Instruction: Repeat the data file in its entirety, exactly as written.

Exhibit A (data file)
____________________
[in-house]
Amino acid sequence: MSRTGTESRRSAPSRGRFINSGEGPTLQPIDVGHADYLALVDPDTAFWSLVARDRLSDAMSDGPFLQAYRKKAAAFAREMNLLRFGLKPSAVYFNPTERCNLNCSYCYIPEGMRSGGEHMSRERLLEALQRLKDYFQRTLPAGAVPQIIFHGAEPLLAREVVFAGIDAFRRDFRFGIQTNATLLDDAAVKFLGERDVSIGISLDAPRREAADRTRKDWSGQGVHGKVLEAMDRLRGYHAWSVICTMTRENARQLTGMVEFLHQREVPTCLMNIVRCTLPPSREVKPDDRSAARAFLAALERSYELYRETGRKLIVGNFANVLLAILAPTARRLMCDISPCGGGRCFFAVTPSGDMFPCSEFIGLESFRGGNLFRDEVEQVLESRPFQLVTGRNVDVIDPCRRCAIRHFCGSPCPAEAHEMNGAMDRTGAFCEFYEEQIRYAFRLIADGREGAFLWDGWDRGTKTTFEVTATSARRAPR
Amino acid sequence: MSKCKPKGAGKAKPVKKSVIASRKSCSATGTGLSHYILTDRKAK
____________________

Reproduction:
[in-house]
Amino acid sequence: MSRTGTESRRSAPSRGRFINSGEGPTLQPIDVGHADYLALVDPDTAFWSLVARDRLSDAMSDGPFLQAYRKKAAAFAREMNLLRFGLKPSAVYFNPTERCNLNCSYCYIPEGMRSGGEHMSRERLLEALQRLKDYFQRTLPAGAVPQIIFHGAEPLLAREVVFAGIDAFRRDFRFGIQTNATLLDDAAVKFLGERDVSIGISLDAPRREAADRTRKDWSGQGVHGKVLEAMDRLRGYHAWSVICTMTRENARQLTGMVEFLHQREVPTCLMNIVRCTLPPSREVKPDDRSAARAFLAALERSYELYRETGRKLIVGNFANVLLAILAPTARRLMCDISPCGGGRCFFAVTPSGDMFPCSEFIGLESFRGGNLFRDEVEQVLESRPFQLVTGRNVDVIDPCRRCAIRHFCGSPCPAEAHEMNGAMDRTGAFCEFYEEQIRYAFRLIADGREGAFLWDGWDRGTKTTFEVTATSARRAPR
Amino acid sequence: MSKCKPKGAGKAKPVKKSVIASRKSCSATGTGLSHYILTDRKAK